Date Thesis Awarded


Access Type

Honors Thesis -- Access Restricted On-Campus Only

Degree Name

Bachelors of Arts (BA)


Art and Art History


Susan Webster

Committee Members

Alan Braddock

Melvin Ely


This paper examines the negotiation of visual culture and public space by African Americans in antebellum New York through the nineteenth-century painting Servants at a Pump by Italian-American artist Nicolino Calyo. During the nineteenth century, artistic modes of expression and social codes regarding the use of public green space sought to limit the representation and visibility of racial minorities. In visual culture, the mode of genre painting attempted to order and confine certain groups of people. At the same time, mandated and informal laws excluded African Americans and people of low socioeconomic classes from participating in the growing trend of public parks. These overarching conventions segmented the population and exacerbated social divides. Nicolino Calyo’s painting Servants at a Pump from 1840 engages with genre painting techniques and contemporary park politics but defies the usual oppressive conventions. A closer look at this painting, in the context of contemporary social history and Calyo’s larger oeuvre, suggests a more nuanced representation of urban ecology. Calyo’s subjects—several African American laborers—appear to resist social and political norms as they assert themselves in public space. In addition, Calyo’s meticulous detailing of the surrounding setting grounds the scene in real history and provides a more concrete description of life in antebellum New York. Ultimately, this painting reflects the unique blend of Old World techniques and ideologies with stories of burgeoning independence and identity development present in antebellum American society.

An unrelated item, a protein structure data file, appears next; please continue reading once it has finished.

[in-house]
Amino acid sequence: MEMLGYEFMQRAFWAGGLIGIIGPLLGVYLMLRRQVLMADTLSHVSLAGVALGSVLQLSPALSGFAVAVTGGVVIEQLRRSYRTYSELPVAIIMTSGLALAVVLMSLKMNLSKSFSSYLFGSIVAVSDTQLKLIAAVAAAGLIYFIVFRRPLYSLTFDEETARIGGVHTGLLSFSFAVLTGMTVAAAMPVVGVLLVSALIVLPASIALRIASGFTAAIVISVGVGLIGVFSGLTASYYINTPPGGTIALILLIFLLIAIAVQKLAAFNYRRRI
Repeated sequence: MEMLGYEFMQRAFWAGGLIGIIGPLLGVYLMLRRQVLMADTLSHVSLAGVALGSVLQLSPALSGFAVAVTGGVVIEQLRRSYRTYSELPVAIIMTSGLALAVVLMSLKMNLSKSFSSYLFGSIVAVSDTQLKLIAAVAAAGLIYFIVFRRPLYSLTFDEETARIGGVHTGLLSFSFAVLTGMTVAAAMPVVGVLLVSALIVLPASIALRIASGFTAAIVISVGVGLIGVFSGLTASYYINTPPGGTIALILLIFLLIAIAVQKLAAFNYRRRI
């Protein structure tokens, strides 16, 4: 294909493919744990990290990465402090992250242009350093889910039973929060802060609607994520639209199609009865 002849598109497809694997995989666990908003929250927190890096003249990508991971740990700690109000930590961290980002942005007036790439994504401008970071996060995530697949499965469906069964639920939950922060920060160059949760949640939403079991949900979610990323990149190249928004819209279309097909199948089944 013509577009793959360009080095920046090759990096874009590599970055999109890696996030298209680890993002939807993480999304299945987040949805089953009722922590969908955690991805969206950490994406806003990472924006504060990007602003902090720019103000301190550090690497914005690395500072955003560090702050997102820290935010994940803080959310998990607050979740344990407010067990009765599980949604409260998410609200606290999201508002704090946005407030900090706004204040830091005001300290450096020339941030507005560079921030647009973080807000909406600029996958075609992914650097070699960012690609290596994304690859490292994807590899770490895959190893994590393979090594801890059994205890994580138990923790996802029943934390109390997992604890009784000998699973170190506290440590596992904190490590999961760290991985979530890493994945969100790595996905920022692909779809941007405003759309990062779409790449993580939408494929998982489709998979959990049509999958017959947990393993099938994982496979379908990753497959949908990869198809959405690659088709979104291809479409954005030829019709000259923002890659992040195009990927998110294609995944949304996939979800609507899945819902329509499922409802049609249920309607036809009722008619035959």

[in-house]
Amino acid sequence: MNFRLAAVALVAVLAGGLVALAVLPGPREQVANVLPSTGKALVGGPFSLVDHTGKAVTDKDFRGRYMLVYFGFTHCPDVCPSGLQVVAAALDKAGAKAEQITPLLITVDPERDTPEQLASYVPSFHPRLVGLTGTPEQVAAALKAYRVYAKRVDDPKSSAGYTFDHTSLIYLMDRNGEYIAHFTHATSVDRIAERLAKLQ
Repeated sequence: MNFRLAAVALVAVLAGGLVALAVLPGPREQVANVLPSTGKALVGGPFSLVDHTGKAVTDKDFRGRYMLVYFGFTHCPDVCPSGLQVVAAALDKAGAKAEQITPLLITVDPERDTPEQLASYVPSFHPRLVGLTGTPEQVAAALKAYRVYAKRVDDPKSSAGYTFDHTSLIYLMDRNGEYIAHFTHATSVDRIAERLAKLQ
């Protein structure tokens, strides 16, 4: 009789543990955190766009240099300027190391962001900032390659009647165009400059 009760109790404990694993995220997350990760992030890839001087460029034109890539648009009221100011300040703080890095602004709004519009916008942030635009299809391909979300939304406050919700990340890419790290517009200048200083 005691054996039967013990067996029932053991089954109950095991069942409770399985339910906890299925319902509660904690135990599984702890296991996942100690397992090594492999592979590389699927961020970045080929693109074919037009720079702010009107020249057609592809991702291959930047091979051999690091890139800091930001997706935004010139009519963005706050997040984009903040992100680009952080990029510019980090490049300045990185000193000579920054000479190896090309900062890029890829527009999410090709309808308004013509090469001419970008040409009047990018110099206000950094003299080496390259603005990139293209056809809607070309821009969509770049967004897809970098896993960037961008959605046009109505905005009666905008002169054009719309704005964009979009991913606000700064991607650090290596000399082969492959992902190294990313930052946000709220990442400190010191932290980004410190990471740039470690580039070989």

On-Campus Access Only